He said, "She seems to have thought of [death] constantly—she died all her life, probed death daily." He also said that death and the problem of life after death obsessed her. And he mentions that Emily Dickinson seemed to be irreverent toward God and question what will happen to us after death. I feel like that Conrad must have, too.
In one of his poems, he talks about the old man and the shadow. The old man is afraid of the shadow even though the shadow is created by the old man.
Let us at last admit it.
One thing I found really interesting about Conrad Aiken's life is that he lived a sort of hero’s journey. If you know anything about Joseph Campbell's The Hero with a Thousand Faces, you know about something now referred to as a story circle. Which has been made famous by writer and producer Dan Harmon. If you think back to The Lord of the Rings, readers follow Frodo as he leaves the shire, goes on his grand adventure, and returns home. Just like Conrad Aiken did. He spent his first 11 years in Savannah Georgia and his last 11 years there, too.
Not only did Conrad return home to Savannah to die where it all began, he chose to live in the house next door to his childhood home—where his parents died. Creepy, right? In essence, he was the old man, and that house and all its awful memories was the shadow.
If you go to Savannah, storytellers will tell you how often Conrad Aiken went to visit his parents’ graves in Bonaventure Cemetery. It can seem sort of morbid to some, but for anyone who's ever visit visited Bonaventure cemetery, it’s not. Bonaventure is one of the most peaceful places. With this massive oaks and arms filled with Spanish moss stretched across pathways, sea wind in your hair, and nothing but the noise of nature surrounding you, I have to say… it’s one of the most beautiful places in the South.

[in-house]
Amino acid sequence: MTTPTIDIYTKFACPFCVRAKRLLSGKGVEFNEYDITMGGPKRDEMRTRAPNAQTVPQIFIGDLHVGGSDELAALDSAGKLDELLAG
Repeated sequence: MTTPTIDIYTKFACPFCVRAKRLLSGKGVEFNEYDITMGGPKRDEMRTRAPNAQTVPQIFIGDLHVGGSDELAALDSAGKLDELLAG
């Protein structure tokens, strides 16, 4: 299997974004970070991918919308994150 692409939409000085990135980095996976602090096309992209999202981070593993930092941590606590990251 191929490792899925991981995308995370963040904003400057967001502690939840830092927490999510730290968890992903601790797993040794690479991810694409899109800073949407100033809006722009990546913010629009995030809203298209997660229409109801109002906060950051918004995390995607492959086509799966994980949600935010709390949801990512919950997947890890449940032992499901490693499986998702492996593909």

The legend goes, that once while he was visiting his parents, he saw a ship named the Cosmos Mariner. Curious about the name and the destination of the boat, Conrad looked in the papers to see if he could find where the ship was going. But it was a mystery. Instead of a typical tombstone, Conrad had his epitaph written on a bench right next to his parents’ graves. Inscribed are the words “Cosmos Mariner, Destination Unknown.”
While I was researching Conrad Aiken, I felt sad. Sad, because in my own literature books when I that I've kept since college, Aiken is nowhere to be found. In fact, if it weren't for a tour I took in Savannah, I would not even know who Conrad Aiken was. And that's saying something, from a literature graduate.
I admired how much of an advocate he was for Emily Dickinson’s work, helping her become known and recognized for her brilliance. This episode is my own way of trying to acknowledge him. How could someone who won so many awards be forgotten? Worse still, how could he not have been more known in his lifetime?
In a world where entertainment reigns and people expect more and more for free, Conrad Aiken experienced then what so many writers feel today—their skills and talents thrown to the wayside, buried in critical reviews, rejection letters, and dwindling bank accounts.
But despite all the negativity and darkness surrounding his life and career, he says on his epitaph “Give my love to the world.”
Through his work, he is still sending his love to the world, even though it never loved him back.
Aiken, Conrad. The Morning Song of Lord Zero. 1963.
Bloom, Harold. Till I End My Song. 2010.
Schmidt, Elizabeth Hun. The Poets Laureate Anthology. 2010.
Sewall, Richard B. Emily Dickinson. 1963.
Sullivan, Nancy. The Treasury of American Poetry. 1978.